Merry Christmas! I have a confession to make on this holy day. In the first week of December 2015, I came across a blog in WordPress, titled Passion and Poetry. I had been following the blog for a few months by then but as Fate had it ordained, I began to explore its contents in earnest exactly 3 weeks ago. However, once I began, as time passed I became more and more attracted to the liquid clarity, emotional purity and the rhythmic melody – all abundant in the poems posted on that blog. Soon I realized those poems are conversing with my soul, motivating me to write in response and urging me to hold poetic dialogues with the poet. So it dawned on me that I must have found my Muse in that poet and her poetry. Gradually her words and imageries began to influence and appear in my poems along with her themes and motifs. Now I think I should make it official to the poets’ world that indeed I have found my Muse finally, after toiling for countless years, glimpses of which can be seen in my earlier article, The Polaris. Thus the following piece was conceived and composed.

 

 

I dedicate it to my Muse for her soulful poems.

 

 

I wonder, if I have the choice would I be a poet in the next life! Perhaps an improbable question but then again probability never had any effect on my imagination, nor will it have that pleasure now. I suppose, before diving into the wonderful realm of improbability, a brief description of what is meant by being a poet is called for. However, I must apologize in advance too, for the ostensible nature of the definition, for in the end a poet is an individual who is a poet in their words, actions and thoughts, in their way of life, religion and philosophy!

 

 

Contrary to the popular belief, many of us have spent their entire life scribbling verses, posting poems and even publishing a few books too without ever being a poet. On the other end of the spectrum, I have also come across a few poets in my life who have not written a single line, at least not yet. Along with them there are poets who never wrote poems, many of them are eminent novelists and storywriters and there are many as well who write not with words but with color, sound or melody.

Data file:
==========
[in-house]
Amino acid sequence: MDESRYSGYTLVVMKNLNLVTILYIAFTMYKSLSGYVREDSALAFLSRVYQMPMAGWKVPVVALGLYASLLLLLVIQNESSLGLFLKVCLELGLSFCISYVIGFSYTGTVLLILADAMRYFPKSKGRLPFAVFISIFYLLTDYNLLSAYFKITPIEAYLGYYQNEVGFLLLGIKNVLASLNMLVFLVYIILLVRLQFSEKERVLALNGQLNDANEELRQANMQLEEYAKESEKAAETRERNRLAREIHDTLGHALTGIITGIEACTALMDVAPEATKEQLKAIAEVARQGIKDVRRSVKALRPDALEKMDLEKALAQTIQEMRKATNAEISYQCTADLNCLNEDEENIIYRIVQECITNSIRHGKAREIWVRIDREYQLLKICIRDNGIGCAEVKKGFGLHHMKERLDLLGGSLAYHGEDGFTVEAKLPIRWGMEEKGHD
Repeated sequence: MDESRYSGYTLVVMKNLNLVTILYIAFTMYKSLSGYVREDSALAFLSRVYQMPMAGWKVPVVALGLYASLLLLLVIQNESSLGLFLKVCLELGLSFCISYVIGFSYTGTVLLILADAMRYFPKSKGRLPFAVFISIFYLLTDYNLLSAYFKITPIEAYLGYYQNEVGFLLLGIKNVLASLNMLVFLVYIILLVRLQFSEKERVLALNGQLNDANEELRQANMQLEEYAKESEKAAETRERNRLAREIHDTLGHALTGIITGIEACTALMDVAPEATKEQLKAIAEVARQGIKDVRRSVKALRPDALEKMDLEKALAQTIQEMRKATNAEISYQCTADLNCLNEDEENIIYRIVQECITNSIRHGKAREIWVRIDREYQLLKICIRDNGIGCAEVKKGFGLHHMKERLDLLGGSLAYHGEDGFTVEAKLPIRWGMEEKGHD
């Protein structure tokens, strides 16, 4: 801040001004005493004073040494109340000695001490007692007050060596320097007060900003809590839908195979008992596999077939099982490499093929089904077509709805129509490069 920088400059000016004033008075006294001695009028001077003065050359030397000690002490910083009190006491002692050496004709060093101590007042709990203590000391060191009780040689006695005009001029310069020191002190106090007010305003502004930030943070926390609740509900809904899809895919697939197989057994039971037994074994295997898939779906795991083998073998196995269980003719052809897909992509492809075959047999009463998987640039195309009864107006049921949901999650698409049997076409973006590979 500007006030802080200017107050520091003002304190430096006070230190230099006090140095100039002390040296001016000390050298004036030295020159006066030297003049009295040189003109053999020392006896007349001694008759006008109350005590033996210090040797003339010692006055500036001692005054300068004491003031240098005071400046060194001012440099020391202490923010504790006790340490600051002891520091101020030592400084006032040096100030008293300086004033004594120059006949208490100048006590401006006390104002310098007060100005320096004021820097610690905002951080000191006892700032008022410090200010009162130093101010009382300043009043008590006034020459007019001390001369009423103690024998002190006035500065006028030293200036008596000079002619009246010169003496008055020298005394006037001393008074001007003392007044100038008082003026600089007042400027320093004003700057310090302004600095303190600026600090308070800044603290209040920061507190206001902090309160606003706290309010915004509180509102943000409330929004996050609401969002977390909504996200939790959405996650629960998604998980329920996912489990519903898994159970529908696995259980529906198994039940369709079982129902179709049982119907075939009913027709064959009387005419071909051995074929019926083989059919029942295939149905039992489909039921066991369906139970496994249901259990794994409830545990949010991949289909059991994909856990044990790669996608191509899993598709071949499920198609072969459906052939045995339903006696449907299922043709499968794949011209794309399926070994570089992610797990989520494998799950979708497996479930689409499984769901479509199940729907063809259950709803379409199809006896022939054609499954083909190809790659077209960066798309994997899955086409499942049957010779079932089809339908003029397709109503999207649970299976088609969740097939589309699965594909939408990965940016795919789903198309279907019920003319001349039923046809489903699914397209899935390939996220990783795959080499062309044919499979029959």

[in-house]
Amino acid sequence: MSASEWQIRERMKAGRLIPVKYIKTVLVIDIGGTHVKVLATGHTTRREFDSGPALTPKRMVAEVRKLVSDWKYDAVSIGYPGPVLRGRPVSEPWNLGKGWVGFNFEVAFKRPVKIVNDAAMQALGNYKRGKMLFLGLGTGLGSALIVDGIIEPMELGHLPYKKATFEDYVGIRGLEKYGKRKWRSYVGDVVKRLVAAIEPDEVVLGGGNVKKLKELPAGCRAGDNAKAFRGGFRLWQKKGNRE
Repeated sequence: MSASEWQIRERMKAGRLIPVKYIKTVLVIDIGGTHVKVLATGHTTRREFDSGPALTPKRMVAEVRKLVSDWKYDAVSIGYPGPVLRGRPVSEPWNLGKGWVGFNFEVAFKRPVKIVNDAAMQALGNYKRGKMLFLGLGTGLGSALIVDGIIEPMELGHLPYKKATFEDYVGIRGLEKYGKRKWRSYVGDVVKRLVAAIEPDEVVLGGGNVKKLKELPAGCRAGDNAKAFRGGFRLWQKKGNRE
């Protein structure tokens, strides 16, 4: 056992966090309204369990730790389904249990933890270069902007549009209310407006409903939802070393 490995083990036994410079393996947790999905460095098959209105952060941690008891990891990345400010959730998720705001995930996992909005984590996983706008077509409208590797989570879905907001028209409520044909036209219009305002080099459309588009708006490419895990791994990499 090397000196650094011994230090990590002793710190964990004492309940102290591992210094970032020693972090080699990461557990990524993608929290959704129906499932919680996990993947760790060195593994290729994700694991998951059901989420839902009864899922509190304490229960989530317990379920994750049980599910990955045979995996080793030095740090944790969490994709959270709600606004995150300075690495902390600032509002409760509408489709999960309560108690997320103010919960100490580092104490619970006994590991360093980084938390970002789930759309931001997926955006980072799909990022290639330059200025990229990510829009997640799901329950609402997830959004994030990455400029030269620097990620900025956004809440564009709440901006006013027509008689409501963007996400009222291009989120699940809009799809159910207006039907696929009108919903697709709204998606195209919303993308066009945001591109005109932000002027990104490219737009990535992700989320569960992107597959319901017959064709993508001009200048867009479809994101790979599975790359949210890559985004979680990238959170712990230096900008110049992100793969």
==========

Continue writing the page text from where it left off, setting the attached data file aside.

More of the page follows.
So, what is it that sets a poet apart from the rest! In brief, it is the congruity in their thoughts, words and actions. A poet’s expressions, be it in the form of a painting, a tune, a speech, a poem or a novel, will be reflected in the way a poet leads his or her life. A writer or a painter who is not a poet has the luxury of writing or painting something he or she has neither reveled in, nor suffered from in their life. A poet does not. A poet, whose poetry dreams for the azure wind of the spring in the throes of winter, will not be rendered hopeless in real life at the onset of winter chill. A poet who paints will not paint the sky yellow or the land blue unless they have seen it with their eyes. A poet cannot pretend; a poet can act but can only do so when the character is thoroughly penetrated, not through feigning or pretensions.

 

 

With these feeble attempts at defining a poet, let me also add that a poet is someone who bears the most resemblance with the God among humankind. This similarity is not just in terms of creation but also in terms of love, purity and integrity. This is obvious that a poet creates; even those who do not express are creating dreams for themselves or the surrounding ones. At the same time a poet must also be godlike in their love for the universe, unfaltering, consistent and all inclusive. Last but not the least, a poet must be pure in their intentions, words and actions, whether they are evil or good in nature, the word, ‘halfheartedly’ can never have any place in a poet’s blood. The issue of having the integrity in their thoughts, words and actions has already been discussed earlier.

 

 

Perhaps it is quite evident from the above discourse that being a poet is not a bed of roses, rather it is thornier in a relative way. When the world is plagued with deception, crookedness, greed and indifference, being a poet is not only alienating but also self-derogatory and even fatal at times. When the quintessence of love is possession and dominance, a godlike selfless and all inclusive love of a poet can at best earn ridicule or at worst be thoroughly abused. When the glory is unabashedly bestowed upon imitation, creativity can only live like Crusoe did on his island, centuries ago.